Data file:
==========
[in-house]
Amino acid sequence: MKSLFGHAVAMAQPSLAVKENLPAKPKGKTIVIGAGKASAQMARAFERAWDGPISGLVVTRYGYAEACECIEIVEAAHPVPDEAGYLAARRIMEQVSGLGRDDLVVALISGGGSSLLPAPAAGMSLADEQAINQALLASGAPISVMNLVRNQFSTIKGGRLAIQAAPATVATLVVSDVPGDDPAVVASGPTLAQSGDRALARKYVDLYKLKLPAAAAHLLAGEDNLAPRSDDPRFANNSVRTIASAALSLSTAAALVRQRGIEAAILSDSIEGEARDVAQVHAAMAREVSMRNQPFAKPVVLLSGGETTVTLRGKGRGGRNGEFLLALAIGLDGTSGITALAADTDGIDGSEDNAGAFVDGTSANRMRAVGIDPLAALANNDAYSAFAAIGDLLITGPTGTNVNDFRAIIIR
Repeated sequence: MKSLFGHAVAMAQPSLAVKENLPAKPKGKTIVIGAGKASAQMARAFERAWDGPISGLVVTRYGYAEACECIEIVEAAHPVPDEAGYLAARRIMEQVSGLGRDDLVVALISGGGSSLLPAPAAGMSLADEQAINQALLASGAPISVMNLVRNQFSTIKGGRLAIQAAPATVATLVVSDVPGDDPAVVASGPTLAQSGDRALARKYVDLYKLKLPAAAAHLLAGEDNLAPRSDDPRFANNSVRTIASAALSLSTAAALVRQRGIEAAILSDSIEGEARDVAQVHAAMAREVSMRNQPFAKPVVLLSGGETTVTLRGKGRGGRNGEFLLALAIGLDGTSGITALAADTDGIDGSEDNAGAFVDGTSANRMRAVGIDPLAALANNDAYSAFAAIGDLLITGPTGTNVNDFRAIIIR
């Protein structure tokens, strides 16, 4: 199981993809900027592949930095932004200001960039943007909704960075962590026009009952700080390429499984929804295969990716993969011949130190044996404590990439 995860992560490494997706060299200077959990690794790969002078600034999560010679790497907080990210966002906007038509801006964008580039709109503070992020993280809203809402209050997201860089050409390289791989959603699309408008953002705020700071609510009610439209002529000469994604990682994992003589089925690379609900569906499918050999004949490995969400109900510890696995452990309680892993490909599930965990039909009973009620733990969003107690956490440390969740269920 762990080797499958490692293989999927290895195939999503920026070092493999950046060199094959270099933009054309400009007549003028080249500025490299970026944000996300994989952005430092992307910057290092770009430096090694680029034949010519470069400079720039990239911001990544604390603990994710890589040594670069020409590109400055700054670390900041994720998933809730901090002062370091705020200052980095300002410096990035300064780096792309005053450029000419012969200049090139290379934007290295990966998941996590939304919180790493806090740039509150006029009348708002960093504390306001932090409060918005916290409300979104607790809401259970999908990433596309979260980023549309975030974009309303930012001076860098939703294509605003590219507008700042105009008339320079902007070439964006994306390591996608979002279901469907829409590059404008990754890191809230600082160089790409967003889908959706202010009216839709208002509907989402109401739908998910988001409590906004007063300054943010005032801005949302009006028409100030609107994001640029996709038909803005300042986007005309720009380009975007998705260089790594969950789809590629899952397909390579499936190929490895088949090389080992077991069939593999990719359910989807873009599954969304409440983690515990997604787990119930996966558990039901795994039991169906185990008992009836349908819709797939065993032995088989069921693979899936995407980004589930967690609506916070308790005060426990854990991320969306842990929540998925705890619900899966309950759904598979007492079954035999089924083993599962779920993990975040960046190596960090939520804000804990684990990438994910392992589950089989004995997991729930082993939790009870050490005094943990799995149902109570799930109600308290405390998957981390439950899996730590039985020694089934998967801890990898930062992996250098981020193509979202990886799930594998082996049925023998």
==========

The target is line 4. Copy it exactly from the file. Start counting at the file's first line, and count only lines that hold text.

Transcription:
């Protein structure tokens, strides 16, 4: 199981993809900027592949930095932004200001960039943007909704960075962590026009009952700080390429499984929804295969990716993969011949130190044996404590990439 995860992560490494997706060299200077959990690794790969002078600034999560010679790497907080990210966002906007038509801006964008580039709109503070992020993280809203809402209050997201860089050409390289791989959603699309408008953002705020700071609510009610439209002529000469994604990682994992003589089925690379609900569906499918050999004949490995969400109900510890696995452990309680892993490909599930965990039909009973009620733990969003107690956490440390969740269920 762990080797499958490692293989999927290895195939999503920026070092493999950046060199094959270099933009054309400009007549003028080249500025490299970026944000996300994989952005430092992307910057290092770009430096090694680029034949010519470069400079720039990239911001990544604390603990994710890589040594670069020409590109400055700054670390900041994720998933809730901090002062370091705020200052980095300002410096990035300064780096792309005053450029000419012969200049090139290379934007290295990966998941996590939304919180790493806090740039509150006029009348708002960093504390306001932090409060918005916290409300979104607790809401259970999908990433596309979260980023549309975030974009309303930012001076860098939703294509605003590219507008700042105009008339320079902007070439964006994306390591996608979002279901469907829409590059404008990754890191809230600082160089790409967003889908959706202010009216839709208002509907989402109401739908998910988001409590906004007063300054943010005032801005949302009006028409100030609107994001640029996709038909803005300042986007005309720009380009975007998705260089790594969950789809590629899952397909390579499936190929490895088949090389080992077991069939593999990719359910989807873009599954969304409440983690515990997604787990119930996966558990039901795994039991169906185990008992009836349908819709797939065993032995088989069921693979899936995407980004589930967690609506916070308790005060426990854990991320969306842990929540998925705890619900899966309950759904598979007492079954035999089924083993599962779920993990975040960046190596960090939520804000804990684990990438994910392992589950089989004995997991729930082993939790009870050490005094943990799995149902109570799930109600308290405390998957981390439950899996730590039985020694089934998967801890990898930062992996250098981020193509979202990886799930594998082996049925023998």